What was your first impression when you read Lauren’s scripts?

I really empathised with Domino when I read the scripts, particularly in the first episode and the idea of the lack of control over yourself, over your mind and over your “powers”. Also with not having any knowledge of where it’s coming from and having nobody to ask for help and feeling dangerous but not being dangerous. She’s dangerous but not in a bad way and I think that would be a really, really terrifying life.

What did you find appealing about the character?

I really empathised with Domino in being desperate to change your situation but having absolutely no resources to change it. I also found the idea of being so powerful and not having realised it or not really understanding just how powerful she is really interesting and something that I wanted to explore. 

Do you relate to Domino’s story?

We’re very different and our life experiences have been very different but I do know people in my life that are similar to her, which is why I could really empathise with the character as I’ve witnessed it in other people. Domino really goes through hell and back in this show and I’m fortunate that I haven’t experienced that. I’m also nowhere near as powerful!

Was it a challenge portraying someone so different to you?

Yes, because I struggle in real life to feel sorry for myself so I had to pretend that Domino is my best friend. I feel protective over her and I can get into the character by feeling like she’s one of my besties. It was also an acting challenge because Domino is at level 100, 80% of the time so it was very physically and emotionally challenging.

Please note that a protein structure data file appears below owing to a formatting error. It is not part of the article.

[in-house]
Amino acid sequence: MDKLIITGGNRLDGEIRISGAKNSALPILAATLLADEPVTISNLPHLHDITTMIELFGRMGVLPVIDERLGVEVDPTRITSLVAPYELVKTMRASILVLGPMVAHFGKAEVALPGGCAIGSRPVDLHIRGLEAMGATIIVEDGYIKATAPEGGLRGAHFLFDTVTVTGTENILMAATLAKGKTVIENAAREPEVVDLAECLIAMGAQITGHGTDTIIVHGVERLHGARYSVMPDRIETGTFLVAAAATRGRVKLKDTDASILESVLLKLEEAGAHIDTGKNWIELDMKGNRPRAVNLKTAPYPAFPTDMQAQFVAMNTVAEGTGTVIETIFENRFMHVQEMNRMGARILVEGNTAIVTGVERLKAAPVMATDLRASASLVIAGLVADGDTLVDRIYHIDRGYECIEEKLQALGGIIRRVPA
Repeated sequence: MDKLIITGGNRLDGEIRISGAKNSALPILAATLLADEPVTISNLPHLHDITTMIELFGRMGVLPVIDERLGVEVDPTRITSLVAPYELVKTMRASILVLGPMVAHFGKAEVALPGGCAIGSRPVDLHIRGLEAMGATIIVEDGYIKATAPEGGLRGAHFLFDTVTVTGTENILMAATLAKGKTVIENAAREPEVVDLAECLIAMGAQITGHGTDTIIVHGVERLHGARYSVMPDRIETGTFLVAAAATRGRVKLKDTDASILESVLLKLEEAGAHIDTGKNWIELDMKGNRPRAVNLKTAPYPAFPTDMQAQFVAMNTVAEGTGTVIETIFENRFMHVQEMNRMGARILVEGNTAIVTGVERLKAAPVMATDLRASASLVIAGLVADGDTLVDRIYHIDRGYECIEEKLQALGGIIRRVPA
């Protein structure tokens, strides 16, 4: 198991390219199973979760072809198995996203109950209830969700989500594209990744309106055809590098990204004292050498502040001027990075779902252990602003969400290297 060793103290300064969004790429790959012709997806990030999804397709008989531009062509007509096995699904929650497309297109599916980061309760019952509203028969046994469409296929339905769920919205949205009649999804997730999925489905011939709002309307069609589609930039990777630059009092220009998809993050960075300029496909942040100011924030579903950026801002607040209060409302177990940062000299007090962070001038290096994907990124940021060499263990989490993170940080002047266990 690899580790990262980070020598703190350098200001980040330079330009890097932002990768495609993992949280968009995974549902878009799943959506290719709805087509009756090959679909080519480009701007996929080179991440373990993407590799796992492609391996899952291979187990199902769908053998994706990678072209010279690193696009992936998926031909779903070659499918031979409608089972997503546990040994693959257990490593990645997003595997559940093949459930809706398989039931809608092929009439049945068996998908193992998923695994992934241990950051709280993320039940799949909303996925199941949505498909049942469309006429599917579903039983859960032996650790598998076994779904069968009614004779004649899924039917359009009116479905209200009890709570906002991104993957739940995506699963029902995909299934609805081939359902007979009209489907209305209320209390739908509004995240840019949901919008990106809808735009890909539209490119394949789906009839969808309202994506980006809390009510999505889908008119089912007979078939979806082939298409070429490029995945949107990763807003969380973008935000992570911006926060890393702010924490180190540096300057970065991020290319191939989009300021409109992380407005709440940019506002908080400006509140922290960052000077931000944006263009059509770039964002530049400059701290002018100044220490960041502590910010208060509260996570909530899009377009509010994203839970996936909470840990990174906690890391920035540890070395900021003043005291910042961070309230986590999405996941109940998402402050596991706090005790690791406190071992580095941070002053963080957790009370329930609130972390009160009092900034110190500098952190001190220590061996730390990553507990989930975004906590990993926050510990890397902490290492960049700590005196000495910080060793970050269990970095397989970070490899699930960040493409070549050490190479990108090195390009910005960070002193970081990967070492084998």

What relationships does Domino have in the series?

The biggest influence on Domino is her relationship with her ex-boyfriend Silas, which isn’t a great relationship. He’s another witch and it’s a really tricky, nuanced and toxic relationship where he encourages her worst traits to grow. He’s also the first witch that she’s ever met so he’s her sole way into the witching world. He gets to be the person who influences her on witch politics, telling her what’s allowed and what’s not, what laws to follow, etc, which is a lot of power to have over somebody. They do love each other but it’s not a good or healthy relationship.

The next biggest relationship is the one she develops with Sammie, who’s another witch that’s a lot kinder than Silas. Sammie recognises that Domino is far more powerful than the other witches she knows and really wants her to grow and learn to control her powers and love herself. She wants Domino to recognise that she’s not an inherently bad person, which takes a while for Domino to realise, but she only realises it because of Sammie. Sammie is a brilliant, positive influence on Domino’s life.